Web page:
Where I’m Looking for water in the Kansas Flint Hills

The morning fog is burning off along Volland Road.

This lucky artist recently spent 10 days in a unique region in eastern Kansas (also Oklahoma and Nebraska) where, because of the underlying geology, the land was long ignored for typical agricultural purposes, leaving the native tall grasses to thrive. Now these “Flint Hills,” and the remaining ancient and untouched tall grass prairie which they support, are treasured and guarded by stalwart residents and outsiders who recognize the value in protecting the land, water, species, history and stories for future generations.

The Tallgrass Artist Residency, for me, provided an opportunity to think about ‘water’ in a place where the tendency has been lack of it! Where is it, what does that mean for us, and how might I visually translate in my own vocabulary, what I find here?….First, to give you the flavor:

IMG_2009croppedThe Volland Store was my home. South of Alma, Kansas, this smartly restored general store once served a thriving community. Today, owner proprietor Patty Reece offers “Art / Community” in the spacious gallery and a Loft for spending nights. I arrived to the evidence of the day’s rain on the table outside.

Mornings I walked up Volland Road, briefly paralleling West Branch Mill Creek…on it’s way to the Gulf… It was in that context of it’s longer journey that the meandering Mill Creek became a fascination and focus of exploration during my residency.

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Relative to the typical rolling Flint Hills landscape, this is greener low country.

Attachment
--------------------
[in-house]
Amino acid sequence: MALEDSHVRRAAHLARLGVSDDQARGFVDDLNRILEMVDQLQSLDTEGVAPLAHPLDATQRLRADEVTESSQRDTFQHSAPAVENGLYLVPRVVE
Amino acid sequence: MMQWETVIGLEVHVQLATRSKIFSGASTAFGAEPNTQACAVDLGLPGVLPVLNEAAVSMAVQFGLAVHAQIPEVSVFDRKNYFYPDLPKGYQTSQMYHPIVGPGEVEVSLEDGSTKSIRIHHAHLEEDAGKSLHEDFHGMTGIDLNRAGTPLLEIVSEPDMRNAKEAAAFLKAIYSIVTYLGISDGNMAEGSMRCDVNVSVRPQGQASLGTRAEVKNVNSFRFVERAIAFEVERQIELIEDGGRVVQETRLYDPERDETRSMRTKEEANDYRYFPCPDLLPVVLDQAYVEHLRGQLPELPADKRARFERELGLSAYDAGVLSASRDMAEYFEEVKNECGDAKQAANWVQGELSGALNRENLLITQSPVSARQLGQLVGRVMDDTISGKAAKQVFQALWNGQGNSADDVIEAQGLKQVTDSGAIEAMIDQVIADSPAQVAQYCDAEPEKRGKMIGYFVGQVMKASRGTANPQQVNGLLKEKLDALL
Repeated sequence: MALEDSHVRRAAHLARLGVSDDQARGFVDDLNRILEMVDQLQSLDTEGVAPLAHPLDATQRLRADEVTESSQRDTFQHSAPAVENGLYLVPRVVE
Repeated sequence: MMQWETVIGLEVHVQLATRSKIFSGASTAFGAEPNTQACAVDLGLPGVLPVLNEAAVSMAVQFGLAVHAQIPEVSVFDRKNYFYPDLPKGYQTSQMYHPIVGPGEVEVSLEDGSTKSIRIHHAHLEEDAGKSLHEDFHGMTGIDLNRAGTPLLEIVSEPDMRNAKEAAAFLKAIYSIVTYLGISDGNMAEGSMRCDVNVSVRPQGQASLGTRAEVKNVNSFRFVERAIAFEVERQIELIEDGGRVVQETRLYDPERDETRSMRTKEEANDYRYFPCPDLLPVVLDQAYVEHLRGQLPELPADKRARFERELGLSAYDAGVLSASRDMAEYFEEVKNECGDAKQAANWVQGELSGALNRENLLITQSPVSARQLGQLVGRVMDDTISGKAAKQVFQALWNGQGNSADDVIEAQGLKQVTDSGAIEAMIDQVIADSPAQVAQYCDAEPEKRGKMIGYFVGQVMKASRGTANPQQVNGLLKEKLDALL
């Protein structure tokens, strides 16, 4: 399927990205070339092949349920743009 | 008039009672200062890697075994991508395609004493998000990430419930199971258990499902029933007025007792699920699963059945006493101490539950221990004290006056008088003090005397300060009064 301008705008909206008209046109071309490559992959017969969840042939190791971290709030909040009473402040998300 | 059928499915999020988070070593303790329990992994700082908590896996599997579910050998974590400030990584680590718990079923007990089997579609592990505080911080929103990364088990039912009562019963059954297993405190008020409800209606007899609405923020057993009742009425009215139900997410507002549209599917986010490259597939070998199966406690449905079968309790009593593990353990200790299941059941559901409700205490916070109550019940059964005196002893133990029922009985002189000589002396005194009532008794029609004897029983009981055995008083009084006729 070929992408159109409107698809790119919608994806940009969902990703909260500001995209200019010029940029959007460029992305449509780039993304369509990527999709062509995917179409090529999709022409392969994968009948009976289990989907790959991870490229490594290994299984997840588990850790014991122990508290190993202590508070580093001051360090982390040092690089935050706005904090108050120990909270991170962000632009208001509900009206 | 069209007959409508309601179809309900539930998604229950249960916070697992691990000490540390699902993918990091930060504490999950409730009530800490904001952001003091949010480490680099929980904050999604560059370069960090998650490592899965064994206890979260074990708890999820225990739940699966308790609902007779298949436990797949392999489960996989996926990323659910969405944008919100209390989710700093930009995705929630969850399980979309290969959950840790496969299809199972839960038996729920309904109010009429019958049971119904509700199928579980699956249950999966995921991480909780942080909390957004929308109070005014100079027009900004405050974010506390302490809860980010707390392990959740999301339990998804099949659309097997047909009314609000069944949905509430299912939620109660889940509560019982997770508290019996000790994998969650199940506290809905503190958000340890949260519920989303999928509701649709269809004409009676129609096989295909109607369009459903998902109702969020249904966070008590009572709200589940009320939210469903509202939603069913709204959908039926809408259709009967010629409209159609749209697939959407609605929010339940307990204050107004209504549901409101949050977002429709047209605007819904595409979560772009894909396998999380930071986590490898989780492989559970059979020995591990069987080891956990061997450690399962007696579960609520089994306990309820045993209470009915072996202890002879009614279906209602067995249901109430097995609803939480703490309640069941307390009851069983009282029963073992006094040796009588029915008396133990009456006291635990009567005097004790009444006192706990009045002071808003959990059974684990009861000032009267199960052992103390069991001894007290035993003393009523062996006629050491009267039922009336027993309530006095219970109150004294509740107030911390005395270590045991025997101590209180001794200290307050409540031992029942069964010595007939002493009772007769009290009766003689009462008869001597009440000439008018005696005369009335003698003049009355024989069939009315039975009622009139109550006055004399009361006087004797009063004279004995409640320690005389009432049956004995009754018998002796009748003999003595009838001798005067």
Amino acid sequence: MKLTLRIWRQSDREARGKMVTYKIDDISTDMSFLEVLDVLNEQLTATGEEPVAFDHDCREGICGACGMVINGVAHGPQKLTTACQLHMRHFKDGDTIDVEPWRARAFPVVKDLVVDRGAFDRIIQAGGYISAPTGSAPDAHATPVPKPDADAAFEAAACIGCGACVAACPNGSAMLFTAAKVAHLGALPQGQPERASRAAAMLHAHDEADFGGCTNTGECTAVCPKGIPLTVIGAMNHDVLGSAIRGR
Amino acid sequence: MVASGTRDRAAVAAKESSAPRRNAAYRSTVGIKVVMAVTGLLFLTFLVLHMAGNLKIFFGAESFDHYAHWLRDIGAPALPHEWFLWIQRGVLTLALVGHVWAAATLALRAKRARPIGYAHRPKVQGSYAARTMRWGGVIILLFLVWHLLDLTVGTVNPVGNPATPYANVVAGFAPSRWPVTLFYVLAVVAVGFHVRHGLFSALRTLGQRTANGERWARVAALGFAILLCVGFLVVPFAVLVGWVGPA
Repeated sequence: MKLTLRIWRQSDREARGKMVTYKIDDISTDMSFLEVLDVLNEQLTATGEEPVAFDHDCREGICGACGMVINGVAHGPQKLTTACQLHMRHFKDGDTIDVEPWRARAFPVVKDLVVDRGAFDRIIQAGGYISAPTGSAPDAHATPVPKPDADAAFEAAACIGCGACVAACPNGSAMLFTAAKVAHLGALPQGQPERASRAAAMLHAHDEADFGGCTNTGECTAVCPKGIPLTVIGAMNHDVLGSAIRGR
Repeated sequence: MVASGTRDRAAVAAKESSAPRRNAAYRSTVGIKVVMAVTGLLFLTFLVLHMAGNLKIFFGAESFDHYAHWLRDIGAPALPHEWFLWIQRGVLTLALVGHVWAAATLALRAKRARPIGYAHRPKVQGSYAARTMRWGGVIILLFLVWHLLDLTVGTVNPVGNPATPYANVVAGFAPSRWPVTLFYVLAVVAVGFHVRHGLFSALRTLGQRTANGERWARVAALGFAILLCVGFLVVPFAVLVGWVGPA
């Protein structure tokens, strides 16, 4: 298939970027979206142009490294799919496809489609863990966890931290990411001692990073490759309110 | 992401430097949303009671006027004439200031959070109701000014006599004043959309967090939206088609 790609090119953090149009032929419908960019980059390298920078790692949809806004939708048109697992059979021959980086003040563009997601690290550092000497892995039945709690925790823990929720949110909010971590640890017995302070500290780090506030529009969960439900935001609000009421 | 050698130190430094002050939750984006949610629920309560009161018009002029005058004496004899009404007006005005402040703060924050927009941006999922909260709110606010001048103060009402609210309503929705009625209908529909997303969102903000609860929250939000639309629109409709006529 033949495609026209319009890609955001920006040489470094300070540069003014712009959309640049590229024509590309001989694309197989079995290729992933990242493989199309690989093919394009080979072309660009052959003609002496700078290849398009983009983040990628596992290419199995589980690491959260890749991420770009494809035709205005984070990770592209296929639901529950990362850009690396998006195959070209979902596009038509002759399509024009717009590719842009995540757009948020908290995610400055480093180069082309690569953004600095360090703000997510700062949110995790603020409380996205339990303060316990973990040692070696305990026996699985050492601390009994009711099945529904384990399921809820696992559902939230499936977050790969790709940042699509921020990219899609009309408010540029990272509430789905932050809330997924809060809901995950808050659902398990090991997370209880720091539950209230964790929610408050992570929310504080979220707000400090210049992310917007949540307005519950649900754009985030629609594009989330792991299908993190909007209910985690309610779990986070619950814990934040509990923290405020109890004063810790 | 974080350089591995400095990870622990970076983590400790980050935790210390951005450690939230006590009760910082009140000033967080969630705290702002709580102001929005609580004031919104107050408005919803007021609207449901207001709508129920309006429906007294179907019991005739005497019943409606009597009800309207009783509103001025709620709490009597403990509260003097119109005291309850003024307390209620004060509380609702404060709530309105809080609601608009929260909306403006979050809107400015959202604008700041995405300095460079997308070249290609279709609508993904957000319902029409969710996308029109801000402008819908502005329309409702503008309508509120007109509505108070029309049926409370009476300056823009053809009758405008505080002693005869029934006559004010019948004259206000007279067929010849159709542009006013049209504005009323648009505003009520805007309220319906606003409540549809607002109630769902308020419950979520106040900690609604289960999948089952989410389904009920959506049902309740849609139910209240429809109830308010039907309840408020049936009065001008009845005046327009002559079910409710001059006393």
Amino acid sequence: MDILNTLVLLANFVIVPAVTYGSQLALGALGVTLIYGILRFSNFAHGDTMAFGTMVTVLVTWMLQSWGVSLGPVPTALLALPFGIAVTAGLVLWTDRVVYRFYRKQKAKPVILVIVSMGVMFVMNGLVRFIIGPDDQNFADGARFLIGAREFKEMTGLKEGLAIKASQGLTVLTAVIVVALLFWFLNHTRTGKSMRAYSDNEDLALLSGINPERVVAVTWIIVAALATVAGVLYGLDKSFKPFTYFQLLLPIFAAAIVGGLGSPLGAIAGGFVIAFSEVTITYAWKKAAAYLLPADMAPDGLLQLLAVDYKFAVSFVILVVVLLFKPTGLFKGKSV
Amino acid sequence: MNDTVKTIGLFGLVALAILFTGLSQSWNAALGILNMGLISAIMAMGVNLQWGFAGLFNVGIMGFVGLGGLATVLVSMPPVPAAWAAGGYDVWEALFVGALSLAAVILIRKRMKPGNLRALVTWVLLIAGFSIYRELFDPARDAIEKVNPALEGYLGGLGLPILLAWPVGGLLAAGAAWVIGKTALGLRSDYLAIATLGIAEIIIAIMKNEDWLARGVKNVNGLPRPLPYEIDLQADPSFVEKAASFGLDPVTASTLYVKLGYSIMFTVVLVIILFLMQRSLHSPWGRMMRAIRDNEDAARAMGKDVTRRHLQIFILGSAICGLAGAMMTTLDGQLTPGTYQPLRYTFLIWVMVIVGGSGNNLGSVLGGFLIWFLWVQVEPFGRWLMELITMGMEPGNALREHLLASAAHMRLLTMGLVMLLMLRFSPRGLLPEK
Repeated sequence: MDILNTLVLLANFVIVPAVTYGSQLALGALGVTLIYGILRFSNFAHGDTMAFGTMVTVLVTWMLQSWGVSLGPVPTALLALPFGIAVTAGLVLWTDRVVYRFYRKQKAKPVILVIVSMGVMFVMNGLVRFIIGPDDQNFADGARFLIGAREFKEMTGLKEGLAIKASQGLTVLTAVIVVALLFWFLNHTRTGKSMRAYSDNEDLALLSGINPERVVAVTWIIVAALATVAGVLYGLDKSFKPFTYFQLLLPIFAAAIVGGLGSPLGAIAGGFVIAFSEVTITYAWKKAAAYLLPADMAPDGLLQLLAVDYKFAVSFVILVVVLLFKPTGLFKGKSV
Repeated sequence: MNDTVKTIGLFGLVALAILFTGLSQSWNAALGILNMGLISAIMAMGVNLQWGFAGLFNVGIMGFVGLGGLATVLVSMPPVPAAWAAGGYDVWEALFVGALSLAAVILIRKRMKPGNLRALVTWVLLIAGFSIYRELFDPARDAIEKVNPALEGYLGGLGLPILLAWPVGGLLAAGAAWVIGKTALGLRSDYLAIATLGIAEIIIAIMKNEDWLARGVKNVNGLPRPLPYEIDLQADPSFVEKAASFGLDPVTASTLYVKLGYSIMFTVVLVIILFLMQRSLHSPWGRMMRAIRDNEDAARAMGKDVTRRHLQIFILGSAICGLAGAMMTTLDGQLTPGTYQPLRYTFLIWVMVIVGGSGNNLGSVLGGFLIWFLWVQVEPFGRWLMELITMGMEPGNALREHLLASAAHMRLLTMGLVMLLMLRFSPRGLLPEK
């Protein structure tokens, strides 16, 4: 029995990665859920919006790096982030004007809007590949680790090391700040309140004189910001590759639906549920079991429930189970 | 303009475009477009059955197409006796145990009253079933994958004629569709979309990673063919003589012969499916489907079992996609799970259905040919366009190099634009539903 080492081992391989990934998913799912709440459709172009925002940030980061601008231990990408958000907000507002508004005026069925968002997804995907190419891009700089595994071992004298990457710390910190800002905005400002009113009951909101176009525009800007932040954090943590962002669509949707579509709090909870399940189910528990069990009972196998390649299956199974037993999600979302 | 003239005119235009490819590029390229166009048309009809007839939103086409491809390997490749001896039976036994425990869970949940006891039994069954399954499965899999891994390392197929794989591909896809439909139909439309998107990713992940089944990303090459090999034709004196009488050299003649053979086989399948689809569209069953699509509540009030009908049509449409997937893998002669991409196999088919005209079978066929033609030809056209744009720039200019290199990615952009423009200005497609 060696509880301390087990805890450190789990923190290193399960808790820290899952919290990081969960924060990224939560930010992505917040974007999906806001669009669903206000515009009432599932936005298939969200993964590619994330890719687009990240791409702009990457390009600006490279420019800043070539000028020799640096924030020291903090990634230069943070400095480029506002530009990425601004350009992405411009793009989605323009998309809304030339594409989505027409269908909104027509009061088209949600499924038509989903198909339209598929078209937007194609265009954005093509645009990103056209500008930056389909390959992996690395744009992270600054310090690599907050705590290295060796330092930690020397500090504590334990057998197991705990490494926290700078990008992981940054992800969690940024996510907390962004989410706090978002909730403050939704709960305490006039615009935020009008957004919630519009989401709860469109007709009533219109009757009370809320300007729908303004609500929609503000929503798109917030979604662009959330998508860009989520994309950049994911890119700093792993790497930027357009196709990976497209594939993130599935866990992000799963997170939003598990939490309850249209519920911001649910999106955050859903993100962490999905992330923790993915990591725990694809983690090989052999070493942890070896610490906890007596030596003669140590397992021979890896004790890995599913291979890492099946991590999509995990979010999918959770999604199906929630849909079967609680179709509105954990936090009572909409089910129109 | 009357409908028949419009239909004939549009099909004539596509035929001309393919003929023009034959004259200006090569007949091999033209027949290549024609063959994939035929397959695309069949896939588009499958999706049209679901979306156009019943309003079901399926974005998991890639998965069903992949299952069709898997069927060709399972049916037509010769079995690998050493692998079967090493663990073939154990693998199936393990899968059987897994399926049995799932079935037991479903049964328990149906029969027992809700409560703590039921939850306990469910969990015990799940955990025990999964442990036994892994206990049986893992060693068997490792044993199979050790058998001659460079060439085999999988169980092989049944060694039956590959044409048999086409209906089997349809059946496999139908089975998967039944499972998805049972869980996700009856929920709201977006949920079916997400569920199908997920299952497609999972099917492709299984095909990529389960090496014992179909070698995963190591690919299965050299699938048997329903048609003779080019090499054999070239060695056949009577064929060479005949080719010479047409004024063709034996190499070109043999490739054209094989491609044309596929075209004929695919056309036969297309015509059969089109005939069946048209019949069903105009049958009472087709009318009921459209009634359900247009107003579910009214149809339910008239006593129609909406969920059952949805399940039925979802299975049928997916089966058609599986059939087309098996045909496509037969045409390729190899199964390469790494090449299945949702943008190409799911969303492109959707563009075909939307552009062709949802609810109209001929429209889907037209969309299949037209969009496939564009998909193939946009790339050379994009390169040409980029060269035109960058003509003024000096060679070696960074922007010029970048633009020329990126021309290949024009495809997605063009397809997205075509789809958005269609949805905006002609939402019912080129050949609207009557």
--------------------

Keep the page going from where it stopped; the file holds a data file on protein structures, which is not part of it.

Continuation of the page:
IMG_1940The sun is just starting to break through on this foggy morning. (fog=water!)…This view was just across the train tracks that border Volland Store property. The featured image at the top is on Volland Road beyond those tracks.

West Branch Mill Creek, as seen just SW of Volland, in the evening;

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Mill Creek, East of Alma, is robust and colorful, here, looking upstream.

Ripples, reflections, watery favorite. Clouds in the water, Mill Creek south of Alma…from the very wide new bridge.

IMG_1756Also from scenic Hi-way 99 south of Alma, Kansas. Clouds, clouds…

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No water here!  Dry creek beds sometimes indicate dried up springs from ground water depletion, an increasing concern.

 

You are invited:

THE 2017 TALLGRASS ARTIST RESIDENCY SYMPOSIUM, in Manhattan, Kansas, at the Marianna Kistler Beach Museum of Art (10:00 – 2:00), AND TALLGRASS ARTIST RESIDENCY EXHIBITION, in Matfield Green, Kansas, at The Bank Artspace (4:00 – 6:00), both happen on SEPTEMBER 23RD

cropped artworkforBLOGYou will find additional details online or on Facebook…

“Tallgrass Artist Residency”